A View from Above showcases some of the many panoramic maps in the Historical Society’s collections, including those printed during the heyday of the art as well as more modern images influenced by this technique. These maps reflect a broad spectrum of Washington cities and towns both before and after statehood. The illustrations showcase the talents of commercial artists of the time. This exhibition also features a selection of objects connected to surveying, mapmaking, and commercial illustration.

View Event
Washington State Historical Society
Tacoma, WA

Handstitched Worlds: The Cartography of Quilts
Sept 17, 2021 – Jan 23, 2022
A traveling exhibition from the American Folk Art Museum in New York, NY.

Looking across city blocks and quilt blocks, roadways and seams, one can see a visible kinship between quilt making and cartography. Both are built upon established systems that use color, pattern, and symbols to create whole compositions from a network of interlocked parts. Quilts and maps are also infused with history and memory—similarly living records of traditions, experiences, relationships, beliefs, and future aspirations. What can be gleaned from a bit of patchwork cut from a wedding dress, castoff feed sack, or commemorative flag? How are personal, political, cultural, and spiritual ideals inscribed onto a quilt’s surface, creating a network of roadways and landmarks that illustrate the quilt maker’s world and his or her place within it?

Handstitched Worlds: The Cartography of Quilts is an invitation to read quilts as maps, tracing the paths of individual stories and experiences that illuminate larger historic events and cultural trends. Spanning the nineteenth to the twenty-first centuries, the exhibition brings together a collection of quilts from the collection of the American Folk Art Museum that represents a range of materials, motifs, and techniques—from traditional early-American quilts to more contemporary sculptural assemblage.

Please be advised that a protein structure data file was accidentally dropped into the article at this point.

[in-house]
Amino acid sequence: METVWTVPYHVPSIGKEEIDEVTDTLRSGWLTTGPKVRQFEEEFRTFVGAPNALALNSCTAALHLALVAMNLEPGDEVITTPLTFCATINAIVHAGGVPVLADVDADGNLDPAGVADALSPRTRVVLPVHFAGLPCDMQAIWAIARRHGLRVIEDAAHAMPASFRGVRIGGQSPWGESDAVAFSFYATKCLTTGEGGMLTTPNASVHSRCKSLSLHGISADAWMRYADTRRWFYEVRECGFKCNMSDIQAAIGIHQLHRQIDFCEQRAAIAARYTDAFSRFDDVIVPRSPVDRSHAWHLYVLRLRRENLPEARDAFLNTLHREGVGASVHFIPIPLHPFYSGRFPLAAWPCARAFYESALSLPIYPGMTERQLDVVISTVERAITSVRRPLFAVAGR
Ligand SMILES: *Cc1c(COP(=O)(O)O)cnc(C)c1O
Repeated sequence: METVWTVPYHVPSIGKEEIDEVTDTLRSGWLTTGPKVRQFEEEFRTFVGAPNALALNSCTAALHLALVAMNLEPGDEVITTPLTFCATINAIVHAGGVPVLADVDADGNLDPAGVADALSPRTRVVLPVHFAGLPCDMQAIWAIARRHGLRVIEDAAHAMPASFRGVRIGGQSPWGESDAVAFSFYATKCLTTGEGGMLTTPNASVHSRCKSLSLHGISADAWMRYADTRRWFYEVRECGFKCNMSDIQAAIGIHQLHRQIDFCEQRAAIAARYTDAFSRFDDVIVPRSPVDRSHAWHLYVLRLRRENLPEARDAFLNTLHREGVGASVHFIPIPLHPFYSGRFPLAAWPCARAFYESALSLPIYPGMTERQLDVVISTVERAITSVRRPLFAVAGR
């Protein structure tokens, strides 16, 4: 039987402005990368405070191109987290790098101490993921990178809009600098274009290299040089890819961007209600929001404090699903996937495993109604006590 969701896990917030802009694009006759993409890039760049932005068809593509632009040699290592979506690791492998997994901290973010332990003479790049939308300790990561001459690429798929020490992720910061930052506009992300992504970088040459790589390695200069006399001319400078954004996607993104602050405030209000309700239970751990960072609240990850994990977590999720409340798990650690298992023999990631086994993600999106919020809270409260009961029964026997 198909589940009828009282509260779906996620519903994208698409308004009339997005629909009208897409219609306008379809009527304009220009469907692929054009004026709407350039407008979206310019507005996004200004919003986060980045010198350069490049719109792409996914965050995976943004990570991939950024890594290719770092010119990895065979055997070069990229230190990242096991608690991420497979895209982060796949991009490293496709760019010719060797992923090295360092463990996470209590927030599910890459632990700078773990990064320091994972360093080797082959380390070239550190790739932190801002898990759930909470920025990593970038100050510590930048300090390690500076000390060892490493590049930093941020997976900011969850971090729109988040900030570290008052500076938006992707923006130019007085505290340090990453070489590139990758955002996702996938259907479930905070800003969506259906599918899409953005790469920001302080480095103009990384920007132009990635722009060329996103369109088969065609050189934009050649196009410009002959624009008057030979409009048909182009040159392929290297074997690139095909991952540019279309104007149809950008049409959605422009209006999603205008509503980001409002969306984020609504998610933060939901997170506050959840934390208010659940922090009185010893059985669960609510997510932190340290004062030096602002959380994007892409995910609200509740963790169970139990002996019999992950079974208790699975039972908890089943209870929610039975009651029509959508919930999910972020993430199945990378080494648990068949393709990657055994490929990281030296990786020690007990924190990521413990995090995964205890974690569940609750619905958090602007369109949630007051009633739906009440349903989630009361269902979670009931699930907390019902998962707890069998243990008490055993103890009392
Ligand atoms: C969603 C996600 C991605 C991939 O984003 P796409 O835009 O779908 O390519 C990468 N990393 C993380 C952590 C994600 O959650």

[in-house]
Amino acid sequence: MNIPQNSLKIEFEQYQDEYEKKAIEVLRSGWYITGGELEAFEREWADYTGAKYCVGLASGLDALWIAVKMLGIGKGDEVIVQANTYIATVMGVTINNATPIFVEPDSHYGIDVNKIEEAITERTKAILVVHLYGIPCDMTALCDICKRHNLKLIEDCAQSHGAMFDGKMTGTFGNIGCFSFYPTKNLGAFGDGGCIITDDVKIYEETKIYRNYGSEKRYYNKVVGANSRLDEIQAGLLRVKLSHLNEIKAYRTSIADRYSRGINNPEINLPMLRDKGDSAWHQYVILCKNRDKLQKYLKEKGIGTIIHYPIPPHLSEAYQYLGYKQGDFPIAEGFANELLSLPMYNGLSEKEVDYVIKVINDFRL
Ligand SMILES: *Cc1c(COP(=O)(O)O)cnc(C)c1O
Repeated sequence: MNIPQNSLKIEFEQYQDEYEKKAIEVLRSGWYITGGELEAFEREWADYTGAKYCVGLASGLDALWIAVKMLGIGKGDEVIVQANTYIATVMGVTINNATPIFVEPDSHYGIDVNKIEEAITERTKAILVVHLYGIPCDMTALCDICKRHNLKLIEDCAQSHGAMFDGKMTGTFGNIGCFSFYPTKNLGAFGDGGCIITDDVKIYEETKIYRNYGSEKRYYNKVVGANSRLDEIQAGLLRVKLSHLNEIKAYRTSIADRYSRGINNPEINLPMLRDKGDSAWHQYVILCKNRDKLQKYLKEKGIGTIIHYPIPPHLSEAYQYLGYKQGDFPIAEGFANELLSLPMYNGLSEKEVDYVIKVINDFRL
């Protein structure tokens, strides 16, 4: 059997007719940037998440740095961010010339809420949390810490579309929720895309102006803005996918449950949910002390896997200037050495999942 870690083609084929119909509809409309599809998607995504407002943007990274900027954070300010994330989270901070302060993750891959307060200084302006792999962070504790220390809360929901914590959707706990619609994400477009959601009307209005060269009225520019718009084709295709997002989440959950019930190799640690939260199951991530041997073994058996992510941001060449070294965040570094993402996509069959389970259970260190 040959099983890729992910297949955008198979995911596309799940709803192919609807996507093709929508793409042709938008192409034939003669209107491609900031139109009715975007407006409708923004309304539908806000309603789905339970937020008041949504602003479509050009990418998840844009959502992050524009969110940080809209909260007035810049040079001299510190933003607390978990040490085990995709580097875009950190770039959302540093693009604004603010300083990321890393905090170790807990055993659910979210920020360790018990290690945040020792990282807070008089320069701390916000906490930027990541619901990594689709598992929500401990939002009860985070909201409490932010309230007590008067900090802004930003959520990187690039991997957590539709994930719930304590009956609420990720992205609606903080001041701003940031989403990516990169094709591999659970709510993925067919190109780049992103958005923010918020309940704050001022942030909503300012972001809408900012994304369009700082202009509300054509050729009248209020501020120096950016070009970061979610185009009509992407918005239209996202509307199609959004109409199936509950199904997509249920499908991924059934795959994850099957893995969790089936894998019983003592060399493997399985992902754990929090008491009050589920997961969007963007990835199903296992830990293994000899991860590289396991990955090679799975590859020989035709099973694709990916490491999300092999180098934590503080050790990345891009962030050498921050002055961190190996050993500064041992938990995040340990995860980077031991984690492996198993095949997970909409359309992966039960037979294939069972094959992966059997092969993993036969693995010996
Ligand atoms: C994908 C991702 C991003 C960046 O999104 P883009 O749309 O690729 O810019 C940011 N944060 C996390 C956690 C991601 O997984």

Exhibition curator: Sarah Margolis-Pineo, assistant curator, Self-Taught Genius Gallery, American Folk Art Museum

View Event
Washington State Historical Society

As Grandmother Taught: Women, Tradition, and Plateau Art
On view through Nov 28, 2021
An exhibition from the Northwest Museum of Arts & Culture, Spokane, WA.

The art of the indigenous cultures of the Columbia River plateau reflects traditional lifeways borne of an ancient and interdependent relationship with the natural world. Women have been the primary makers of the functional forms necessary to everyday life; materials and techniques are time-honed, having been perfected over generations.

Though traditional ways of life have evolved, women still carry forward this knowledge. This exhibition celebrates the work of three contemporary Plateau women alongside historic objects and images from the collections of the NWMAC.

The featured artists in this exhibition are: